Let's set aside the apple pie for a moment, and think of mothers as we do soldiers. Sure, on Mother's Day we'll celebrate the soft imagery of mothers as our first comforters and teachers.
But beneath that hearts-and-flowers veneer, a devoted mother has a much harder dimension. In some ways, her outlook resembles that of an American soldier. She works unsung in the trenches, protecting, defending, sacrificing and building. She never really knows what end is in store for her or her charges.
In a sense, motherhood is like the Marine Corps: it's tough and thankless, and it's forever. The rest of us enjoy the benefits of the fighting done by both mother and Marine, usually in blissful ignorance of what they actually go through.
And as long as apple pie is off the table, let's think about mothers as prophets, too. We tend not to acknowledge their wisdom, conveyed as "advice." We know it as nagging. They, of course, know it as prophecy.
Mothers are often a brood of Cassandras, warning the train to stop as they helplessly watch the slow motion wreck.
Alas, like the proverbial prophet in his own country, an opining mother is not welcome in her own household.
But we kids do have a way of trying to compensate for our battle-weary moms. Americans spent over $14.5 billion in Mother's Day sales last year, on flowers, jewelry, cards and gifts. Cynics will claim that this is simply our "Hallmark" response to marketing campaigns that elicit guilt.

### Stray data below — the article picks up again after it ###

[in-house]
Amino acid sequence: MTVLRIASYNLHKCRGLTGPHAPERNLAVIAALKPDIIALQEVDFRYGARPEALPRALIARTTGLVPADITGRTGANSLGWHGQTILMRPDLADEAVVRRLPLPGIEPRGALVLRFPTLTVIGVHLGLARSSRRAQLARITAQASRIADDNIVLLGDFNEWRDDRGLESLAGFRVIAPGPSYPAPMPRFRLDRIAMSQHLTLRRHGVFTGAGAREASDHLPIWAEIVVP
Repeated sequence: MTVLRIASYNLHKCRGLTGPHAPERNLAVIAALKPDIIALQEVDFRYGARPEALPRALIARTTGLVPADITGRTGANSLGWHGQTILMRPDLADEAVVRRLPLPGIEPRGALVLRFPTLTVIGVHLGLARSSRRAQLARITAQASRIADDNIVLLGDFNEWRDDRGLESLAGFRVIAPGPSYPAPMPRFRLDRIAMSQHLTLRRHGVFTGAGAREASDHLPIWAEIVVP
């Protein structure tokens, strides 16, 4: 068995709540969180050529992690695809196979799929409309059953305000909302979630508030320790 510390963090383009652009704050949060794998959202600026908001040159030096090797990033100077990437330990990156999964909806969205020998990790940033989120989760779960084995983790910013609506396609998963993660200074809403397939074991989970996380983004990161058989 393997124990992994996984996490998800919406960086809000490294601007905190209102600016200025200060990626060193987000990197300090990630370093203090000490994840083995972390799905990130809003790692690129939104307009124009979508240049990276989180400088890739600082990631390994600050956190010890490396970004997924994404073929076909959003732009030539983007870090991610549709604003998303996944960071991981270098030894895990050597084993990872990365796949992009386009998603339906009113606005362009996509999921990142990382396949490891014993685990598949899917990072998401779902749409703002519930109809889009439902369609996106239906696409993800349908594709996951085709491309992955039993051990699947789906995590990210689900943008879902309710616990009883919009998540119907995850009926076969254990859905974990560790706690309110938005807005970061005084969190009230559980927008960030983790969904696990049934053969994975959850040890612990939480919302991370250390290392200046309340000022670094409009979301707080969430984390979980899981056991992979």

True, up to a point. However, our urge to celebrate the women who nurture us cuts a lot deeper than that. We know the trinkets we give are mere tokens of gratitude for her gifts of life, protection and nurturing.
We also know this is not a fact of life for all children. Some mothers are abusive or absent or neglectful. But it's precisely when a mother's love goes missing that the truth of her value is most validated.
All people of good will acknowledge the mother-child bond as inherently good. Consider that the Chinese character for the word "good" binds together the pictograms of the words "woman" and "child."
And the image of a Madonna-with-child is not only a core icon in Christianity. It remains an omnipresent image in everyday life. It's especially poignant when accompanied by conditions of famine and war, as photojournalism attests. The mother -- first source of best food and comfort -- is the primary line of defense for any child.
Decent people react to the severing of the mother-child bond -- through war, slavery, infanticide or human trafficking -- with a blend of anger, disgust and grief. Ironically, gender theorists who push to "redefine" the institutions of marriage and family serve to erode recognition of that bond.
A prime indicator is the creep of laws and statutes in Western nations that seem poised to expunge from birth certificates the very word "mother." As nations legalize same-sex marriage, neutered terms such as "Parent A" and "Parent B" (and even "C") are predictably replacing mother and father on government documents.
Even today, applicants for U.S. passports no longer fill in spaces marked "mother" and "father," but two spaces with identical designations reading "Mother/Father/Parent."
But one way or another, Americans will persist in acknowledging the importance of mothers. And mothers will fight on, no matter how meddlesome social engineers become. While those forces may have undermined fatherhood for the moment, an assault on motherhood is probably a bridge too far.
Onward, Mother Soldier. Ooh-rah.
Examiner contributor Stella Morabito writes on society, culture and education.